This post has been updated: An earlier version of this blog post incorrectly stated that Sen. Ted Cruz (R-Tex.) had authored no bills that became law. This version has been updated.
Momentum in primary campaigns is a mysterious thing: impossible to manufacture, easily squandered, and often misidentified. But there’s little doubt that at the moment, with two months before the Iowa caucuses — a period that will fly right by, I promise you — Ted Cruz has it.
In that critical first contest, Cruz has leaped toward the front in two new polls: he’s essentially tied with Donald Trump in the latest Quinnipiac poll (Trump has 25 percent, Cruz has 23), and in a CBS poll released yesterday he’s in second place. If voters are ending their fascination with Ben Carson, Cruz is the natural recipient of Carson’s votes, which come primarily from evangelicals, whom Cruz has been courting assiduously for some time.
There are candidates who come from nowhere, capture voters’ imagination for a time, and then fade, as Carson may be doing. But Cruz built his candidacy for the long term, and it’s about to start paying off.
I’m not the first person to suggest that Ted Cruz might actually win the nomination — see Jamelle Bouie’s take right here. But from one angle — probably yours if you’re a member of that vaunted Republican “establishment” — the idea of Cruz being the GOP nominee is absurd. He’s been in the Senate for less than three years, he’s never written a significant law, let alone one that meaningfully advanced conservative goals, he has no foreign policy experience or executive experience, and he’s a singularly unpleasant person, despised in Washington by Democrats and Republicans alike. If he somehow won the nomination, it would be a disaster for the party to rival Barry Goldwater’s defeat in 1964.
All of that is true. But it’s probably also irrelevant. Because in many ways, Ted Cruz is the perfect candidate for this moment in Republican history. At a time when the party is defined by the struggle between the establishment and the insurgents of the Tea Party, almost no one is as vehement an opponent of that establishment as Ted Cruz. Unlike every other candidate, he hasn’t done anything to make the party’s base suspicious of him. His record of hatred toward Barack Obama is unblemished. And he may be the only candidate (with the exception of Donald Trump, whose case is obviously unique) who has over-performed in this race, exceeding expectations of what he is capable of. He hasn’t had any major screwups or miscalculations. Only Jeb Bush has raised more money than Cruz, who has done so with a balanced mix of small and large donors.
If you’re a liberal you probably find Cruz utterly repellent, a smarmy character who oozes phoniness from every pore. But most conservatives don’t see him that way. More than anyone else, he knows how to talk to them in their language. There may be no one in the race who has a better grasp of the base voter’s psyche — what they think is important, which buttons to push, and which carefully crafted lines and jokes (repeated over and over) will touch them just the way they want to be touched. Cruz is the smoothest talker of all the candidates (which is why he does so well in debates), and even if he never bothers to go deeper than applause lines on policy, the voters don’t seem interested in depth. While the new (though by no means permanent) focus on terrorism seems to be hurting Carson, it’s not hurting Cruz. What Republican voters are looking for isn’t experience or a plan to stop ISIS, but a particular attitude, one of anger and belligerence. Cruz can perform that just fine.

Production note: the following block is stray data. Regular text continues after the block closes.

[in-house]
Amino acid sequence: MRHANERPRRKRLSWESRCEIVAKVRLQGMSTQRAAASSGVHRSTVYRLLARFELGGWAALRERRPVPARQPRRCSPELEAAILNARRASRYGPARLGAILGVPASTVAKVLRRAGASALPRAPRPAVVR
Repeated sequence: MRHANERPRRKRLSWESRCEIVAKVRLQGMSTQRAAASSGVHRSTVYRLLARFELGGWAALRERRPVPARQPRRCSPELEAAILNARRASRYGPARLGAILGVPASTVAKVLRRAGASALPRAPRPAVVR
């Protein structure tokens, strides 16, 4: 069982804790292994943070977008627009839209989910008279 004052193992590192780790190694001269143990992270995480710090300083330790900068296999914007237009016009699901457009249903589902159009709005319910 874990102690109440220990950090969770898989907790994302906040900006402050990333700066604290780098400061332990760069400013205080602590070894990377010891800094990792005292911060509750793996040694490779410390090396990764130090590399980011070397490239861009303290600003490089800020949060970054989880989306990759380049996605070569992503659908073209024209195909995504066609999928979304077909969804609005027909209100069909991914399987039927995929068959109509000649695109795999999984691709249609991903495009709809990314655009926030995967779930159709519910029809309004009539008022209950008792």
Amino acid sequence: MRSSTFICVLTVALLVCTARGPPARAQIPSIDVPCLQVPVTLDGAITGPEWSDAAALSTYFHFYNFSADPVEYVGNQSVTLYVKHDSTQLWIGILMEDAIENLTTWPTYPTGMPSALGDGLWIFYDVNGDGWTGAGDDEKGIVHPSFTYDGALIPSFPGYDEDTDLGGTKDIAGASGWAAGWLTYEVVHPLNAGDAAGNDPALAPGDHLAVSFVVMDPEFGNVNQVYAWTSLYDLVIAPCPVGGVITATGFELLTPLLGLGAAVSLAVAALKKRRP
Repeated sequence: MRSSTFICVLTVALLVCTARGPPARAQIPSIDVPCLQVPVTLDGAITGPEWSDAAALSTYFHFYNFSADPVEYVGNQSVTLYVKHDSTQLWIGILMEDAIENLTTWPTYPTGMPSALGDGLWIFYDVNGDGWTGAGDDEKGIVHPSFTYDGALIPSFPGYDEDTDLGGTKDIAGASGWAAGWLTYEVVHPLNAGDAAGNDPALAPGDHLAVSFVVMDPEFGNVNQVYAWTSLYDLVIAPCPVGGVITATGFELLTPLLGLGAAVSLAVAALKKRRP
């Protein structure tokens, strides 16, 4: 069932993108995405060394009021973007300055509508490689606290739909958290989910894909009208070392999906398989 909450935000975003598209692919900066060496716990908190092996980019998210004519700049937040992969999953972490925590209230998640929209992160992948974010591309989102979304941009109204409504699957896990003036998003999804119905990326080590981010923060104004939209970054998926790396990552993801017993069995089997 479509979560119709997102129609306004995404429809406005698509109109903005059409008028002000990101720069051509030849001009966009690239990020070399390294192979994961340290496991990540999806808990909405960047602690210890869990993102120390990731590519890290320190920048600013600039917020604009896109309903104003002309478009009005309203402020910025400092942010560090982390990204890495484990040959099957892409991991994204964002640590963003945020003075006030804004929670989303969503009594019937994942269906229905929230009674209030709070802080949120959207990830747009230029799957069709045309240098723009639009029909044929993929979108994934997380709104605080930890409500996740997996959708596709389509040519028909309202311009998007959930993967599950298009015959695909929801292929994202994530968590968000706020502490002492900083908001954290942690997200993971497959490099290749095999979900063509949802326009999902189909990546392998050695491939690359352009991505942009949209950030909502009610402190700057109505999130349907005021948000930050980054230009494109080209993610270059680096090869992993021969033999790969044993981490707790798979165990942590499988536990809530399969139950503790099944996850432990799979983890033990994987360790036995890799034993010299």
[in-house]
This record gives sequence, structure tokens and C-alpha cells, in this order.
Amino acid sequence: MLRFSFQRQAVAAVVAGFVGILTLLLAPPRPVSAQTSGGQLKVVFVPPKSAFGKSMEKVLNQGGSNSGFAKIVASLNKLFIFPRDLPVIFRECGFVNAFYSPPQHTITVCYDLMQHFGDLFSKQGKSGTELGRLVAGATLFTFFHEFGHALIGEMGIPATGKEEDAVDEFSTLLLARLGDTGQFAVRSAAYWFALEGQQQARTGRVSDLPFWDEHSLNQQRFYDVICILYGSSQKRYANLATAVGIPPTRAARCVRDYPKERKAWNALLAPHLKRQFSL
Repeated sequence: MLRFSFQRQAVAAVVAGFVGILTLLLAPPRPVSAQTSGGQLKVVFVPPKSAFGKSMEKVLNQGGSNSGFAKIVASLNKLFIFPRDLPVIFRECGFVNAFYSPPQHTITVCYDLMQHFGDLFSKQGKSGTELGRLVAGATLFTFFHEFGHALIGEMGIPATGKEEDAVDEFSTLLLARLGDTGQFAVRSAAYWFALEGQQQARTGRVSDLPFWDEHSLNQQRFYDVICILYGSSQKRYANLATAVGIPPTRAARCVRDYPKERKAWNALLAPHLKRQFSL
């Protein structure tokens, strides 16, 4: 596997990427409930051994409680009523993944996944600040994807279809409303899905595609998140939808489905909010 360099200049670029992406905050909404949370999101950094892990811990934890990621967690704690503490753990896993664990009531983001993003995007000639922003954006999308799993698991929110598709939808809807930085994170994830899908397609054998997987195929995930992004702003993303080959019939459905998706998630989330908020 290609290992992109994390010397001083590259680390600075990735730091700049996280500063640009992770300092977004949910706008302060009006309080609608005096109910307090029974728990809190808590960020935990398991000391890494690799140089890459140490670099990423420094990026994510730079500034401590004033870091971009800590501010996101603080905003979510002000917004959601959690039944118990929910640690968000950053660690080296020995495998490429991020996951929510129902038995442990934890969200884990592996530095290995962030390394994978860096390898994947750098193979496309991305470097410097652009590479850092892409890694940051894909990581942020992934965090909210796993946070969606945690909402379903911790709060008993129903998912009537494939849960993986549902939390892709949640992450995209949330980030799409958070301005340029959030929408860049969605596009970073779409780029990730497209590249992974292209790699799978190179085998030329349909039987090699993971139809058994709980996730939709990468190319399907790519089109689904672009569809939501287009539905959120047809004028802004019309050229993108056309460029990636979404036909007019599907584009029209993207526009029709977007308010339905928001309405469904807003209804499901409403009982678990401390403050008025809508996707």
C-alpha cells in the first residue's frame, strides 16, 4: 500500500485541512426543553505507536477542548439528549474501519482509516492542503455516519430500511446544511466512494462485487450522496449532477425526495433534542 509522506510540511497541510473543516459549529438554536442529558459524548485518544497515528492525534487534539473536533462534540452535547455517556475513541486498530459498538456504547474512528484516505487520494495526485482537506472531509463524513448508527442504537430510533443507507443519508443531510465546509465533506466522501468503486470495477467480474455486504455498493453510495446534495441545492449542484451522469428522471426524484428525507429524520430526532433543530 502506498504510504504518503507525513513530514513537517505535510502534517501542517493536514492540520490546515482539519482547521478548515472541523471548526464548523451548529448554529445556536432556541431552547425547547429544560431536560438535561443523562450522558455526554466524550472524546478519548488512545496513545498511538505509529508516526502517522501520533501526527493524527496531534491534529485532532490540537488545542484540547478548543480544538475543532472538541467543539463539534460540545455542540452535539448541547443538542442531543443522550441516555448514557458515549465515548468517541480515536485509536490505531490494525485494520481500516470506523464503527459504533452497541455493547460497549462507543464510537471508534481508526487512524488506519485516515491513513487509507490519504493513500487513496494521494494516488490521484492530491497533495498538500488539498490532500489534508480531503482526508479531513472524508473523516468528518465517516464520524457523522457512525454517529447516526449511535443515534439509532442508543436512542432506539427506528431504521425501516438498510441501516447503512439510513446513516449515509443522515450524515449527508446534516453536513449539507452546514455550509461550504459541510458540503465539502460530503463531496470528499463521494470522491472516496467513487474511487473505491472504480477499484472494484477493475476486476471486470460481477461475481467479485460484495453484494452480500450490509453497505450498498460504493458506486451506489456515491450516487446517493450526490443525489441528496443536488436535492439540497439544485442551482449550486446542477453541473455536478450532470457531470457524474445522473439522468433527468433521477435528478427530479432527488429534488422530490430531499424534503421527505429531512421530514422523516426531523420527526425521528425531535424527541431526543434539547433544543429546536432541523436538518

So consider this scenario. As Carson fades, Cruz keeps winning support in Iowa, where evangelical voters are a dominant force. He wins the caucus on February 1, winding up on the front page of every newspaper and in demand by every TV station. That vaults him up to second or third in the New Hampshire primary, which takes place a week later. Then the campaign moves south, for the South Carolina primary on February 20, a brief detour to Nevada on the 23rd, and then Super Tuesday on March 1st, which will include Alabama, Arkansas, Georgia, Oklahoma, Tennessee, Virginia, and Cruz’s home state of Texas — southern states with lots of evangelical voters where he could do very well.
Unlike Rick Santorum and Mike Huckabee, the last two winners of the Iowa caucuses, whose victories were a surprise and who had to scramble to establish organizations in the upcoming states, Cruz is building a serious organization spread across the country, ready to capitalize on any momentum he garners.
After Iowa and New Hampshire, and certainly after Super Tuesday, the field will winnow considerably. We’re likely to see at least five or six candidates drop out during those couple of weeks, narrowing the voters’ focus to the few who are actually winning primaries. And if Donald Trump is one of them, Cruz could suddenly look to a lot of people like the saner choice (we’ll leave for another day the question of whether he actually is saner than Trump).
Most of the GOP candidates need a dramatic transformation in the race for them to have any chance at all; unless something unexpected and cataclysmic happens, they’re not going to be contending for the nomination. But for Ted Cruz, everything is going pretty much according to plan.